Researchers at the University of Maryland, Baltimore, used a roundworm that has some genetic and biochemical similarities to humans to examine complex herbal preparations thought to combat adverse effects of aging. The worms, called Caenorhabditis elegans, or C. elegans, have a brief life span (about 20 days). In an NCCAM-funded study, researchers assessed two traditional Chinese multiherbal formulas—Huo Luo Xiao Ling Dan (HLXL), taken for chronic inflammatory pain (e.g., joint pain from arthritis); and Shi Quan Da Bu Tang (SQDB), taken to reduce fatigue and improve general wellness. They found that cinnamon bark, a component of both formulas, increased the worms' life span.
The researchers grew the worms in liquid containing HLXL, SQDB, or the individual herbal components of the formulas (HLXL has 11, SQDB has 10). They found that SQDB significantly extended the life span of the worm; HLXL did not. The mean life span for the worms grown in SQDB was 22.3 days, an increase of 11.7 percent over the usual life span. Of all the individual components tested, only two significantly prolonged life span: Cinnamomum cassia bark (present in both formulas) and Panax ginseng root (present in SQDB only).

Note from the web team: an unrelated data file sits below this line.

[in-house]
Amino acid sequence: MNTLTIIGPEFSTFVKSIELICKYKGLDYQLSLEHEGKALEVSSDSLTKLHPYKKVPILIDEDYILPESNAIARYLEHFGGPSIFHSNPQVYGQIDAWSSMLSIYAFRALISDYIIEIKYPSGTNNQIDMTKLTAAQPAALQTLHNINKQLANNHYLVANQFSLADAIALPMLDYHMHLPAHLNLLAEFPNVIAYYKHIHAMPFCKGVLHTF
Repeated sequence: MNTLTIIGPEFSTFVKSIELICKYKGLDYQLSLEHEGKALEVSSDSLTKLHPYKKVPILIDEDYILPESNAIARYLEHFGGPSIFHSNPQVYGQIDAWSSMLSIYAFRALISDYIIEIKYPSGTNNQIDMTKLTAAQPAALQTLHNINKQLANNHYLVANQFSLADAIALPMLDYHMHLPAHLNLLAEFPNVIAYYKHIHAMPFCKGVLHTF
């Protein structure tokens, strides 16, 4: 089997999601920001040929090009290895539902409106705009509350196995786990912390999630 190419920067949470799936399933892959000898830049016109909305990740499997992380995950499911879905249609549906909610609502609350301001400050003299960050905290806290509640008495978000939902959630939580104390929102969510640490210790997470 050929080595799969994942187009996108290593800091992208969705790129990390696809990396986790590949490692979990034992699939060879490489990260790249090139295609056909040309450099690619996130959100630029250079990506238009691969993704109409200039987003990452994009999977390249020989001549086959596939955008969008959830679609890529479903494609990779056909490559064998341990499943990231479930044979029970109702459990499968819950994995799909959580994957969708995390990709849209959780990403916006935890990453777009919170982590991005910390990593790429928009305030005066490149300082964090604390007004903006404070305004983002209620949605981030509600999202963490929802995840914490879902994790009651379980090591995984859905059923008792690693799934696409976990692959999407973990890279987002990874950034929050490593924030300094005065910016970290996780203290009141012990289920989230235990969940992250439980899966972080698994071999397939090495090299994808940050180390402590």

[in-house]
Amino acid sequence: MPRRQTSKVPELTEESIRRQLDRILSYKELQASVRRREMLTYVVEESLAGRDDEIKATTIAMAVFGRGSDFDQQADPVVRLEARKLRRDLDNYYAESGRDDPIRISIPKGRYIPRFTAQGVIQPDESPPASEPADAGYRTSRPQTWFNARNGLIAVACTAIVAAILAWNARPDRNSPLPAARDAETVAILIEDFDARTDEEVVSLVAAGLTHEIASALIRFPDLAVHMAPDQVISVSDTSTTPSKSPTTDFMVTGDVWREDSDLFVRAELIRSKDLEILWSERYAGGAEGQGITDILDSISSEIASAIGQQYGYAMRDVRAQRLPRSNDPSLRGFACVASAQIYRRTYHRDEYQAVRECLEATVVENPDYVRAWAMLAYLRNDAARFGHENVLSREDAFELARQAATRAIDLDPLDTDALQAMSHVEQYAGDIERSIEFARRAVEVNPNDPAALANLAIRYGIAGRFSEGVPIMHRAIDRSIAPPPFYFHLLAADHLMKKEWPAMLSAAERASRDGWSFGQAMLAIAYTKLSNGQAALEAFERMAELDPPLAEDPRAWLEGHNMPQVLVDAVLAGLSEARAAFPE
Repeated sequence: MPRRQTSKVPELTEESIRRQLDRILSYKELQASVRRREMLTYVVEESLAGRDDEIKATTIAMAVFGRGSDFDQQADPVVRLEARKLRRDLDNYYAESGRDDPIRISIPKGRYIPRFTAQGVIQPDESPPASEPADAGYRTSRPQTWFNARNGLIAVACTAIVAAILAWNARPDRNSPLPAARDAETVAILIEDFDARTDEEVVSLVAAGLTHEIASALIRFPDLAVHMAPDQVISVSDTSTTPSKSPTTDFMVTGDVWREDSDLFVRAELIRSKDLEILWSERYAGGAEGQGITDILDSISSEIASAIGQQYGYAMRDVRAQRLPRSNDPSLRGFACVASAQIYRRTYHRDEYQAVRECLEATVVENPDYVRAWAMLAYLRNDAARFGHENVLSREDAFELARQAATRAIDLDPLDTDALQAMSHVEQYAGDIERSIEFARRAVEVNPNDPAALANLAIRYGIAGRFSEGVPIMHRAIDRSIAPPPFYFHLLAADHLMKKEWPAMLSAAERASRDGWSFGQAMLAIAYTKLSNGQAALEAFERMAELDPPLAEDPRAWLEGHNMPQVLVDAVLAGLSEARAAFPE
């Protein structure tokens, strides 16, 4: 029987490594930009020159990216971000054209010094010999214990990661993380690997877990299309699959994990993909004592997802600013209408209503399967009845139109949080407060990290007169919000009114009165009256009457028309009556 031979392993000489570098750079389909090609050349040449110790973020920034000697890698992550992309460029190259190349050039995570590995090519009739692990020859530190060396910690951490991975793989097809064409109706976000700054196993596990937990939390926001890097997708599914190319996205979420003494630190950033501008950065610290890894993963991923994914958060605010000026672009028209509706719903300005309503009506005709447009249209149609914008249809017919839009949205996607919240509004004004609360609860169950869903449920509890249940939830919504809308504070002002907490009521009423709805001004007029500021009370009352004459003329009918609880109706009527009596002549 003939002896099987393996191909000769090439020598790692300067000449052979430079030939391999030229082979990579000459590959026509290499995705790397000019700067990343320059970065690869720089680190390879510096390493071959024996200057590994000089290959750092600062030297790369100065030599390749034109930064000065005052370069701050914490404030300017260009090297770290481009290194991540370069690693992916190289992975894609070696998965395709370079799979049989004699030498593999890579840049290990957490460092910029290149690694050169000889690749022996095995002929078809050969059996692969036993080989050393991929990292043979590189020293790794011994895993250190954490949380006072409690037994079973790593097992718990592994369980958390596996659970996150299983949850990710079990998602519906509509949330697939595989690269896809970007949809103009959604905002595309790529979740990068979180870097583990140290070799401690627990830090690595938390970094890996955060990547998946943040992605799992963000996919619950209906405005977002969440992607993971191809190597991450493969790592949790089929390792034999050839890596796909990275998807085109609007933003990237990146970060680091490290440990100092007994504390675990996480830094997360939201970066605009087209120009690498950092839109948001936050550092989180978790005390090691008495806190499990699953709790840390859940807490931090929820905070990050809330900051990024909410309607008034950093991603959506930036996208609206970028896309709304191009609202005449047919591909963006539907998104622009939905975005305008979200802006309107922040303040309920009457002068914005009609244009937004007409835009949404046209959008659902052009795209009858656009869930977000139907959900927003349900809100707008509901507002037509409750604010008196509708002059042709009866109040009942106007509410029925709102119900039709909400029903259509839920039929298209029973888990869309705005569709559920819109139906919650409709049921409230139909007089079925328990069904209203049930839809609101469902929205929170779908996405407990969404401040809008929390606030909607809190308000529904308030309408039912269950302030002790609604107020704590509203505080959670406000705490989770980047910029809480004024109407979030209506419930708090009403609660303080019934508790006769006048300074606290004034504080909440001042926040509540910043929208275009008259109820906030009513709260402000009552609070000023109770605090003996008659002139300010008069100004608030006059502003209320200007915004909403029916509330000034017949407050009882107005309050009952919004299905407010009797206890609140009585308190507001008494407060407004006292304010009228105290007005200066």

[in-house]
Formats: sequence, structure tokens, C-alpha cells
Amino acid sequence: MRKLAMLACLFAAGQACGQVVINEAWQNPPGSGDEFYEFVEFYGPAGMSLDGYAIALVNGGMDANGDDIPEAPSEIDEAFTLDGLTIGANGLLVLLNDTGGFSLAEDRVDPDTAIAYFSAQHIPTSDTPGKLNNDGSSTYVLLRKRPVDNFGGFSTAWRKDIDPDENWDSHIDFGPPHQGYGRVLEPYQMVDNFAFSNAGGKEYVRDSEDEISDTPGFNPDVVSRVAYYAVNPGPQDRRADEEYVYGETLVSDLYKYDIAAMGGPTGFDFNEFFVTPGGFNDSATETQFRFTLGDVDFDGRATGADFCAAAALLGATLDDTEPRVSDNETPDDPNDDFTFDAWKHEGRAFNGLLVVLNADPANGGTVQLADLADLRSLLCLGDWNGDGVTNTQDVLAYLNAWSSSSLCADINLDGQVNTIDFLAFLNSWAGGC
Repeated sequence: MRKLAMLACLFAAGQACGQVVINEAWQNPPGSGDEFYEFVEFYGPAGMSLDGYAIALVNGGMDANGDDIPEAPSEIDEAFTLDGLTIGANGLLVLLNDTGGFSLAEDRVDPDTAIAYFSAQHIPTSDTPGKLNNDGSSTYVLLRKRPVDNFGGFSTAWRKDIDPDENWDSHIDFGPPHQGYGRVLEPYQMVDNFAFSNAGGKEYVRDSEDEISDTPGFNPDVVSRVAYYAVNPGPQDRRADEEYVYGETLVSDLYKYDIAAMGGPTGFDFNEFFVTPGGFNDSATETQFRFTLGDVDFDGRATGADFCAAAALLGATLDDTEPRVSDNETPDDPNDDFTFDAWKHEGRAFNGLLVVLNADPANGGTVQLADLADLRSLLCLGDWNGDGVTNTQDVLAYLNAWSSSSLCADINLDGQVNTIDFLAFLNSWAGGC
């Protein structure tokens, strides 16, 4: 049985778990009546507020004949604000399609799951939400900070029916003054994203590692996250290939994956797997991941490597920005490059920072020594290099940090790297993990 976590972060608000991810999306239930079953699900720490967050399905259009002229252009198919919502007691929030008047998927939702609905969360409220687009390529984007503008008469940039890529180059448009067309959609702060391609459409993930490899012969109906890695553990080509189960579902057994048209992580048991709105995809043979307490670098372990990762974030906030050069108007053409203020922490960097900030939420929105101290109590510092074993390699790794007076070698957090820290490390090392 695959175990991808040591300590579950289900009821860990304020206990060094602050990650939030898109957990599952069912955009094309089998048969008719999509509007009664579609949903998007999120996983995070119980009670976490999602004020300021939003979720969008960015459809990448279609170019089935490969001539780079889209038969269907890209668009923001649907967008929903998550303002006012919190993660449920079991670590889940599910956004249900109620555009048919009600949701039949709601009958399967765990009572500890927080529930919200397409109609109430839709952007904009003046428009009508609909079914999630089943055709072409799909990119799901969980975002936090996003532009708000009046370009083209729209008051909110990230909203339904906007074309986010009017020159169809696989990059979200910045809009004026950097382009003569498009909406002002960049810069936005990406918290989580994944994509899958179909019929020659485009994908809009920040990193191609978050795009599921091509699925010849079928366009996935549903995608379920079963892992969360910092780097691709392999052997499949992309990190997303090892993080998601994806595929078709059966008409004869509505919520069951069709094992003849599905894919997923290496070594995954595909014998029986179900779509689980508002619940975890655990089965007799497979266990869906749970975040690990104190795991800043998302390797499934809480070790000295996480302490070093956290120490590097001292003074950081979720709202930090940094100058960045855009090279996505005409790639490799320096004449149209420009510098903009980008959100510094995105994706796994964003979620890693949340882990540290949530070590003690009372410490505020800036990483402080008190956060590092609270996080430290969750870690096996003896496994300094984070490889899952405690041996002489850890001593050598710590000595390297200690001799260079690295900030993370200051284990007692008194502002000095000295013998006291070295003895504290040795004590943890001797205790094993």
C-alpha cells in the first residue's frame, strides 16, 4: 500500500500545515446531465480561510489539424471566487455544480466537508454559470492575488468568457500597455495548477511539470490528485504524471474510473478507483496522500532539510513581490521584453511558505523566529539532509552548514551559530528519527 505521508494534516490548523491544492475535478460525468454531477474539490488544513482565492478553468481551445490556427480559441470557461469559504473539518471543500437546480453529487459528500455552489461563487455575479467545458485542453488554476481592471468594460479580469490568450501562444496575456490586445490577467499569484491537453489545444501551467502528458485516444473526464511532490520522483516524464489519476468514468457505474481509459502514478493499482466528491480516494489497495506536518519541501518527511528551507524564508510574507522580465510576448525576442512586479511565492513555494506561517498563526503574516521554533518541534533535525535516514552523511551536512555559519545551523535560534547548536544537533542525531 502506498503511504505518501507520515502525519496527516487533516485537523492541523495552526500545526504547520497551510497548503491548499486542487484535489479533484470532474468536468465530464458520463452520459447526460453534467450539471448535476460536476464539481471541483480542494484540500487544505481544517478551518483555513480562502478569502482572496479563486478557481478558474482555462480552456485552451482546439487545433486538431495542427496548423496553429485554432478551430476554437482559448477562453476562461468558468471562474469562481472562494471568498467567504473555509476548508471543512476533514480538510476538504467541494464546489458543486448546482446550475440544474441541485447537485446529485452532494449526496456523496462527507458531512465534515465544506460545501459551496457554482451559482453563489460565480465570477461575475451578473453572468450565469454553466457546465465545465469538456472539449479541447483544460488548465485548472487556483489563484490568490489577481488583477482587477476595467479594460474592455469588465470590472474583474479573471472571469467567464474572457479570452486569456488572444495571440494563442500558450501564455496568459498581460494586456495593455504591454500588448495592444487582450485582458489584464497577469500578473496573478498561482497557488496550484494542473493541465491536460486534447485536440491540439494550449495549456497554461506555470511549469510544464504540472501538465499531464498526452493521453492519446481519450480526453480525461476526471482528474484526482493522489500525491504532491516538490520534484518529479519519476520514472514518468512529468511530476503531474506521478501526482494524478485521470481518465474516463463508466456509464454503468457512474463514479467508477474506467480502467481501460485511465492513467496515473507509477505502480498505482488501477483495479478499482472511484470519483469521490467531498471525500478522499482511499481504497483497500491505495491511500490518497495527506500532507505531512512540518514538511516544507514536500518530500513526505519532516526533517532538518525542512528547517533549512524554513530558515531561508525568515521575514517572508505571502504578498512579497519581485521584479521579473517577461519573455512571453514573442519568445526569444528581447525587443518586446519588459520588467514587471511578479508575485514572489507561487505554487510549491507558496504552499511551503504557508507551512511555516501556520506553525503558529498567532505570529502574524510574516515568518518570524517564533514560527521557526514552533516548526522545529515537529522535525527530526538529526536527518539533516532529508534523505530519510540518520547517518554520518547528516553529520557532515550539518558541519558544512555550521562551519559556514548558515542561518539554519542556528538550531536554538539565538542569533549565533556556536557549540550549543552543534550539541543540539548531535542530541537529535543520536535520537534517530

In light of these findings, the researchers concluded that C. elegans is a valid model for evaluating complex herbal preparations and may provide insight for future studies on longevity-promoting herbs.
Yu YB, Dosanjh L, Lao L, et al.. Cinnamomum cassia bark in two herbal formulas increases life span in Caenorhabditis elegans via insulin signaling and stress response pathways.. PLoS ONE.;;5(2):9339..2010